Easing the plight of non-English-speaking defendants
Imagine being on trial in an overseas court while having a mastery of the native language extending only to ''Hello,'' ''Where does this bus go?'' and ''How much?'' You've already had a go-around with the arresting officer and the guard in the town jail, who couldn't understand you. You are assigned a lawyer who speaks halting English. You're led to a courtroom where no one - judge or jury - knows what you're saying.Skip to next paragraph
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The person on whom your case depends is the courtroom interpreter - the only voice that can convey your story, your convictions, your emotions, your sincerity - the person who will be playing you in a scenario you hope will have a happy ending.
It is the interpreter's job to tell you everything said by the prosecutor, judge, and witnesses, and to relay your responses to the court. But does he understand what you're saying? Is he translating word for word or just giving the gist of what you say? Is he saying what he thinks you meant to say? What kind of impression is he giving the jury?
These are the misgivings felt by many Hispanics and other non-English-speaking defendants in the US. Often, they have good reason to doubt whether something the interpreter said, or said incorrectly, or didn't say, adversely affected the outcome of their trials.
The US Court Interpreters Act, passed by Congress in 1979, establishes a standardized Spanish-English exam, which all interpreters in federal courts must pass. The test is rigorous, but it does not require applicants to have knowledge of the court system or of the ethics of handling sensitive court matters. Many judges - either unaware of or unconcerned with the law - prefer an often-used friend who speaks a little Spanish. Even if they wish to comply, there are only 196 certified court interpreters available so far - not enough to go around.
There are no standardized nationwide regulations governing the quality of court interpreting in state and local courts in the US.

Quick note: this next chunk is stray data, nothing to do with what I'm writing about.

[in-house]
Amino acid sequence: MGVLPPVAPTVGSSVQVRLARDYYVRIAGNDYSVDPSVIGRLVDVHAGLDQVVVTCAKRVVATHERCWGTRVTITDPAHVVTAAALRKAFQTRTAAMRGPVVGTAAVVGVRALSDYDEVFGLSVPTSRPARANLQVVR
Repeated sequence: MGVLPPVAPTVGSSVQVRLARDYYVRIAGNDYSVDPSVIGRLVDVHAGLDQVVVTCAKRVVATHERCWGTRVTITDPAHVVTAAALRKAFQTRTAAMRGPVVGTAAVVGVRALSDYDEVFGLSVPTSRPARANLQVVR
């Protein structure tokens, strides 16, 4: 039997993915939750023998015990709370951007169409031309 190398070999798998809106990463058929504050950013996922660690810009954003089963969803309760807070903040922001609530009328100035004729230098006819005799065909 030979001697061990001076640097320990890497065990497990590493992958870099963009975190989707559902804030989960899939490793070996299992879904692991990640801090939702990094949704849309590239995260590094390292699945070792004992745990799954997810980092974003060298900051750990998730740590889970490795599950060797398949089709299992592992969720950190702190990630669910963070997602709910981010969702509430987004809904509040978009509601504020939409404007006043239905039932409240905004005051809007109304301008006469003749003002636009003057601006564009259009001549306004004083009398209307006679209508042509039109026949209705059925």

One of the first comprehensive studies of court interpreting in the US, just completed, concludes that many non-English-speaking and deaf defendants are being deprived of ''due process of the law'' guaranteed under the Constitution. Liz Alva, senior research analyst for Abt Associates, a Cambridge consulting firm, studied court interpreting in 29 US cities. Her still-unpublished report for the National Institute of Justice assesses the quality of court interpreting on the state and local levels and includes case studies of six successful systems.
She says the study aims to help lawyers and judges understand what interpreting services are available and legal, an issue of growing importance since some courts are beginning to overturn cases in which the quality of translation has been questionable.
''Defendants must be able to understand what is happening, and they must understand the charges against them,'' Ms. Alva explains. ''There have been convictions of capital crimes where the only one who knows what the witness said is the interpreter.''
In one case, she says, the bailiff finally had to remind the interpreter to inform the defendants that they were convicted and tell them what the sentence was as they were being escorted out of the courtroom.
Currently, 33 states provide some kind of interpreting for those who request it. Some states have services for all ''linguistically handicapped'' defendants - including deaf and deaf-mute persons - while other states provide interpreters only for selected languages. Not surprisingly, New York State and the city of Los Angeles have the largest interpreting programs.